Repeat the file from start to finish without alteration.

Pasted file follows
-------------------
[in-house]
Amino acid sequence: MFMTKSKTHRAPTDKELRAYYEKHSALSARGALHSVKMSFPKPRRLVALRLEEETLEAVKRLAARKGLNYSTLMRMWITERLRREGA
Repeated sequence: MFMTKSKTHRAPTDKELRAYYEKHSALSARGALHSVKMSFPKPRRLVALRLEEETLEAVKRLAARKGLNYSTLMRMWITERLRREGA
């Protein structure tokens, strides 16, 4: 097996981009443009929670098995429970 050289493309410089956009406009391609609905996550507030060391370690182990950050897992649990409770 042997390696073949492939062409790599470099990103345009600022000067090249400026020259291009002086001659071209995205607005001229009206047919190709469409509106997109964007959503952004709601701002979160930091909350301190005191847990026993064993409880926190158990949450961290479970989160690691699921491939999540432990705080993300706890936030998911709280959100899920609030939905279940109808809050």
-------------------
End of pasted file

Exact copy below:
[in-house]
Amino acid sequence: MFMTKSKTHRAPTDKELRAYYEKHSALSARGALHSVKMSFPKPRRLVALRLEEETLEAVKRLAARKGLNYSTLMRMWITERLRREGA
Repeated sequence: MFMTKSKTHRAPTDKELRAYYEKHSALSARGALHSVKMSFPKPRRLVALRLEEETLEAVKRLAARKGLNYSTLMRMWITERLRREGA
């Protein structure tokens, strides 16, 4: 097996981009443009929670098995429970 050289493309410089956009406009391609609905996550507030060391370690182990950050897992649990409770 042997390696073949492939062409790599470099990103345009600022000067090249400026020259291009002086001659071209995205607005001229009206047919190709469409509106997109964007959503952004709601701002979160930091909350301190005191847990026993064993409880926190158990949450961290479970989160690691699921491939999540432990705080993300706890936030998911709280959100899920609030939905279940109808809050």